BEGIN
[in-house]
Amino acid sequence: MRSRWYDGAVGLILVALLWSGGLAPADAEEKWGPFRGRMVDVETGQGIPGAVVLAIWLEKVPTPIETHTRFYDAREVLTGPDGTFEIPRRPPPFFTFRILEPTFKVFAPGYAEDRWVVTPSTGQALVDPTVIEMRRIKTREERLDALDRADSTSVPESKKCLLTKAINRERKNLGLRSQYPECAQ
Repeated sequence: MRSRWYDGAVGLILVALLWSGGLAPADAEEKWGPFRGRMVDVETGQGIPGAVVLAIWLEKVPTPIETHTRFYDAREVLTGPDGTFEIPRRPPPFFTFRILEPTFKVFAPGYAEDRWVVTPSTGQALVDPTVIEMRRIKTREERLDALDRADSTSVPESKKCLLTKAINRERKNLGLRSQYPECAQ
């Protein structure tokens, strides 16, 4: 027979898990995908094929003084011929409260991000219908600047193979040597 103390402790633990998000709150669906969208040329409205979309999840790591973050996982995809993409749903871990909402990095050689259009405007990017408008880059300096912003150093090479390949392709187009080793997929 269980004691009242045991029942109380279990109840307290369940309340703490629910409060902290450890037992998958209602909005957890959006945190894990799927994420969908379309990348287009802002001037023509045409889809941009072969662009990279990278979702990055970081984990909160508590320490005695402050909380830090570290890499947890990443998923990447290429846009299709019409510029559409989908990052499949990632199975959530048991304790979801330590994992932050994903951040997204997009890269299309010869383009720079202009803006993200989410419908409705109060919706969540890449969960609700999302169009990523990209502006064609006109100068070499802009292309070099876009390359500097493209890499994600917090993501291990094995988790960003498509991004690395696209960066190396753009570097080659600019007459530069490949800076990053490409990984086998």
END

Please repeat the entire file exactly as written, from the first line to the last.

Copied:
[in-house]
Amino acid sequence: MRSRWYDGAVGLILVALLWSGGLAPADAEEKWGPFRGRMVDVETGQGIPGAVVLAIWLEKVPTPIETHTRFYDAREVLTGPDGTFEIPRRPPPFFTFRILEPTFKVFAPGYAEDRWVVTPSTGQALVDPTVIEMRRIKTREERLDALDRADSTSVPESKKCLLTKAINRERKNLGLRSQYPECAQ
Repeated sequence: MRSRWYDGAVGLILVALLWSGGLAPADAEEKWGPFRGRMVDVETGQGIPGAVVLAIWLEKVPTPIETHTRFYDAREVLTGPDGTFEIPRRPPPFFTFRILEPTFKVFAPGYAEDRWVVTPSTGQALVDPTVIEMRRIKTREERLDALDRADSTSVPESKKCLLTKAINRERKNLGLRSQYPECAQ
């Protein structure tokens, strides 16, 4: 027979898990995908094929003084011929409260991000219908600047193979040597 103390402790633990998000709150669906969208040329409205979309999840790591973050996982995809993409749903871990909402990095050689259009405007990017408008880059300096912003150093090479390949392709187009080793997929 269980004691009242045991029942109380279990109840307290369940309340703490629910409060902290450890037992998958209602909005957890959006945190894990799927994420969908379309990348287009802002001037023509045409889809941009072969662009990279990278979702990055970081984990909160508590320490005695402050909380830090570290890499947890990443998923990447290429846009299709019409510029559409989908990052499949990632199975959530048991304790979801330590994992932050994903951040997204997009890269299309010869383009720079202009803006993200989410419908409705109060919706969540890449969960609700999302169009990523990209502006064609006109100068070499802009292309070099876009390359500097493209890499994600917090993501291990094995988790960003498509991004690395696209960066190396753009570097080659600019007459530069490949800076990053490409990984086998």